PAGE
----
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The shea tree is an endogenous and multipurpose tree from the Savanah zone of Africa, mostly used for its fruits and the fat extracted from its kernels, commonly known as shea butter. The butter is used for cooking and medicinal purposes by local populations, and in cosmetic products as well as a cocoa butter substitute in chocolate in others areas of Africa and at the international level. The butter is generally extracted by traditional methods, which vary throughout the production zones but involve some common processing operations viz. boiling of the fresh nuts, sun drying, shelling, crushing, roasting, milling, churning, and heating. This thesis investigated the influence of traditional processing of shea on quality attributes of shea kernels and butter.
The results showed that 2 mains techniques (differing in the heat treatment applied to the fresh nuts) are used to process shea fruits after their collection: the boiling followed by sun drying technique and the smoking technique. Boiled and sundried kernels contained a higher fat content (48 % dw) and yielded more butter (30 % of kernel mass) than smoked kernels that had a fat content of 39 % dw. The butter extracted from the boiled kernels had a better quality than the butter from smoked kernels with respect to the unsaponifiable fraction (7 %), tocopherol compounds (125 mg/g), peroxide value (8 meq O2/kg), and FFA (2 %). Some processing operations, namely the storage of fresh nuts as related to their boiling time and the roasting of kernels, were optimized using the response surface method to design the experiments. The conditions to obtain an optimal quality of kernels are to store the nuts for 3 days and boil them for 28 ± 3 min. Subsequently, optimal roasting conditions for kernels were found to be 15 min at 171 ºC, which resulted in kernels with a fat content of 49 % dw, a butter yield of 32 %, and butter with a FFA of 1.2 %. The results also revealed that shea butter extracted from roasted kernels contained more volatile compounds (58) than that from unroasted kernels (27). Additionally, storage temperature and storage duration significantly affected some quality characteristics of shea butter, whereas the influence of local packaging materials was less pronounced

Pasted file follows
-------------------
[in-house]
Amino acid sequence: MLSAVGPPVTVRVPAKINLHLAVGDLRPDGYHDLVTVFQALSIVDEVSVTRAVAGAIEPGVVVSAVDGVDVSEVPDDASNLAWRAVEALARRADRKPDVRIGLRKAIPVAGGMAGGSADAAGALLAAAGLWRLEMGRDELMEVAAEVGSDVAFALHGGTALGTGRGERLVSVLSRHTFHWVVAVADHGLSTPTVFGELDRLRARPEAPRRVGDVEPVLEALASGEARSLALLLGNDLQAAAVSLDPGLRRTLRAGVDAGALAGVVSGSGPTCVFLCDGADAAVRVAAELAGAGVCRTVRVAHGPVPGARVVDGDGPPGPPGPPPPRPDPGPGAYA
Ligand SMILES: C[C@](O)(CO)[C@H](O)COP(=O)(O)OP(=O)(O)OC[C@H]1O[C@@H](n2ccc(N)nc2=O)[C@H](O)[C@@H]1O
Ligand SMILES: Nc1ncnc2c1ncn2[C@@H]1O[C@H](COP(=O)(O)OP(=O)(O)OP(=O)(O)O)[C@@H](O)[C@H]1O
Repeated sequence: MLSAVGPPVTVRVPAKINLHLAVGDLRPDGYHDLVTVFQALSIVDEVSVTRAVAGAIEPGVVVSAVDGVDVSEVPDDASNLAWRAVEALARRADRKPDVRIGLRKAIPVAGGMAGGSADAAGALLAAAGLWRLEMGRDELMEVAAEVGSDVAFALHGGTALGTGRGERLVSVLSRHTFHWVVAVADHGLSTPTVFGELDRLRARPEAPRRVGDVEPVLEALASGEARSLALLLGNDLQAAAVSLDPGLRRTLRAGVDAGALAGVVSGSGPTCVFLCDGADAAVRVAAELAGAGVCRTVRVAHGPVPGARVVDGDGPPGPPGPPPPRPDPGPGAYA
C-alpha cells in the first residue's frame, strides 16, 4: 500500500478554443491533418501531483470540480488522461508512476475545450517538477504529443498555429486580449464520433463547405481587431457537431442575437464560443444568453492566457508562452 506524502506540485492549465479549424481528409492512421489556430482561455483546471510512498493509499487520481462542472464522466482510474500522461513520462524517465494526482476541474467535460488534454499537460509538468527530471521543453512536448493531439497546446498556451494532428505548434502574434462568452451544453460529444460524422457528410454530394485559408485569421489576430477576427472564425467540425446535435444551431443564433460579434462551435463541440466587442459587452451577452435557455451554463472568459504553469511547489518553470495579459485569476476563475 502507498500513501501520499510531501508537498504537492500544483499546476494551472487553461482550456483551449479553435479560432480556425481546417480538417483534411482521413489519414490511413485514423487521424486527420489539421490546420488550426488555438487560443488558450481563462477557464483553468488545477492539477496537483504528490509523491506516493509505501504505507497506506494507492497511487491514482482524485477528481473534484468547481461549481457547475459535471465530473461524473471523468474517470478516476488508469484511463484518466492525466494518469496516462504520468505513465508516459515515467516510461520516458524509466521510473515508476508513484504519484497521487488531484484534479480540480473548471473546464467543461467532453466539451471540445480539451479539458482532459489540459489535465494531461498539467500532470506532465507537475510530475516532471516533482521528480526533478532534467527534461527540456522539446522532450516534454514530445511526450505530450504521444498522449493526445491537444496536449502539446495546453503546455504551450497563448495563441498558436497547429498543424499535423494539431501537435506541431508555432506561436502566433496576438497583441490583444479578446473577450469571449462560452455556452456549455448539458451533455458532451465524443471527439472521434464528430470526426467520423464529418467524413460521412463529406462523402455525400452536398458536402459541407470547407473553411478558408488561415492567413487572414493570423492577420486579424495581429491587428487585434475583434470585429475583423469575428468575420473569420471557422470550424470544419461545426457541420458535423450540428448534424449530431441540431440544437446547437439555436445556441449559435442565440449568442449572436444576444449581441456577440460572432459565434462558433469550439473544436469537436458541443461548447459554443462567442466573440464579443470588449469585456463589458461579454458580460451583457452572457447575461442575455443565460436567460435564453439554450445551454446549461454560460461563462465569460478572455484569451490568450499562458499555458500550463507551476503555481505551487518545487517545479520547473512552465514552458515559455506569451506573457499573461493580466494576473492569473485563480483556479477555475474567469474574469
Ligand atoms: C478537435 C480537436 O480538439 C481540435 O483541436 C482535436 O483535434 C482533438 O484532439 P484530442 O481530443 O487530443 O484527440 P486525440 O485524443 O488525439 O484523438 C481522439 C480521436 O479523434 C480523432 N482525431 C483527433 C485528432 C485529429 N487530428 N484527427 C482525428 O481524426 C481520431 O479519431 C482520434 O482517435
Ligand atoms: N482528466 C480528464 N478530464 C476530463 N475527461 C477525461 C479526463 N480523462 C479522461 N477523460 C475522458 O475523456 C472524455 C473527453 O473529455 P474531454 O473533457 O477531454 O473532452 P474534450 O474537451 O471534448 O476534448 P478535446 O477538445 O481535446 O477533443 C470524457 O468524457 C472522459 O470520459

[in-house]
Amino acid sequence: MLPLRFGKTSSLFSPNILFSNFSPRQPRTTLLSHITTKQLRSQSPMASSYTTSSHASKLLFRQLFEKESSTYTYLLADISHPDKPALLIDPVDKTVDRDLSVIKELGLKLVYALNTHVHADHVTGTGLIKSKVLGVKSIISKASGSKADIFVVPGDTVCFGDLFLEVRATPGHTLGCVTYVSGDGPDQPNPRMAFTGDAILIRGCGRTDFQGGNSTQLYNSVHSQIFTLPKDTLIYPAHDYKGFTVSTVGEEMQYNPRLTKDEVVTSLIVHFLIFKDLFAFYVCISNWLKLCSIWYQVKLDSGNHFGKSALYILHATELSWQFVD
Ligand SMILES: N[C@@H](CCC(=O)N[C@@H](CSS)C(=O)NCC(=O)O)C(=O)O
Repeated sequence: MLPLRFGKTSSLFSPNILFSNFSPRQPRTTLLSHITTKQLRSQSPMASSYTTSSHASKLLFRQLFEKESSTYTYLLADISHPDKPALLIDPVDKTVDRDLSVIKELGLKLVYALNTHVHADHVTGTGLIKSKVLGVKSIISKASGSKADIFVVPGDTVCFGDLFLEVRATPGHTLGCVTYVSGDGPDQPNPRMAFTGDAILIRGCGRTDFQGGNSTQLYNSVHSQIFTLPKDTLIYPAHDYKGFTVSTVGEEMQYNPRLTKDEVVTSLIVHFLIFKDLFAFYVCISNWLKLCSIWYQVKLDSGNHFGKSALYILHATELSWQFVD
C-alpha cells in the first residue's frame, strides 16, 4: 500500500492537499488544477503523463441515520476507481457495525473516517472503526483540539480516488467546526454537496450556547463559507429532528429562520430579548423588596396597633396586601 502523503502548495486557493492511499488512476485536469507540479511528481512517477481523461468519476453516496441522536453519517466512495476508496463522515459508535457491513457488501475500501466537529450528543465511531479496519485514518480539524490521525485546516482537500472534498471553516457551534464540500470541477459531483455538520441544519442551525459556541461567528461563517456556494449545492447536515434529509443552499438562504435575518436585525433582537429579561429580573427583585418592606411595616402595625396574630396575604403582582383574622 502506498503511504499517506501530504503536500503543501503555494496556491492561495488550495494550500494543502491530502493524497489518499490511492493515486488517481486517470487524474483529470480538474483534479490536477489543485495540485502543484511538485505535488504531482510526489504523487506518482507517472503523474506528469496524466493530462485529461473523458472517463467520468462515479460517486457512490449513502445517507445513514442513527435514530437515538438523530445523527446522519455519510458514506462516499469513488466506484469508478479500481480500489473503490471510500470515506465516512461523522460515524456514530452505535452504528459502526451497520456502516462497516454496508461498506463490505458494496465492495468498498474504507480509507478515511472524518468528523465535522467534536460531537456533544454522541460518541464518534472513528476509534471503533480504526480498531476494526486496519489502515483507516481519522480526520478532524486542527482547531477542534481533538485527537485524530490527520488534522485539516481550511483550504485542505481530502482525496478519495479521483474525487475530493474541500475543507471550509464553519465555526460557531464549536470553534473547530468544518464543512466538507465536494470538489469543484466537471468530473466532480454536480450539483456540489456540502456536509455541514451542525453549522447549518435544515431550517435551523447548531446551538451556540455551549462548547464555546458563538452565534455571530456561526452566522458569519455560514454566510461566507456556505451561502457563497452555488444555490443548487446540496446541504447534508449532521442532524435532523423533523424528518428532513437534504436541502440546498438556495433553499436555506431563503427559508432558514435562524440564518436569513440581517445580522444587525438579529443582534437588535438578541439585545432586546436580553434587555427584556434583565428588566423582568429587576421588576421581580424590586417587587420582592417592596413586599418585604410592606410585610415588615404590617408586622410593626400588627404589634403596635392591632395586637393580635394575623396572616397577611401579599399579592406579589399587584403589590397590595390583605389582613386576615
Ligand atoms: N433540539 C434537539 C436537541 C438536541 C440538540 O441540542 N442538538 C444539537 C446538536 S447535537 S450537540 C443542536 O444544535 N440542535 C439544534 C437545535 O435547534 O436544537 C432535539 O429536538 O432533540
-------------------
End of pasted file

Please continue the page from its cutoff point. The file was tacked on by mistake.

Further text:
Shea processors are advised to process shea fruits by integrating the optimal conditions of storage of fresh nuts, boiling and roasting found in this research, then pack the butter in clean and opaque plastic and store it in a relatively cool area to maintain the quality of the product during prolonged storage periods. Areas for future research were identified for further improvements of local shea processing.
|Qualification||Doctor of Philosophy|
|Award date||20 Apr 2015|
|Place of Publication||Wageningen|
|Publication status||Published - 2015|
- shea butter
- food preparation
- plant fats
- heat treatment
- indigenous knowledge
- vitellaria paradoxa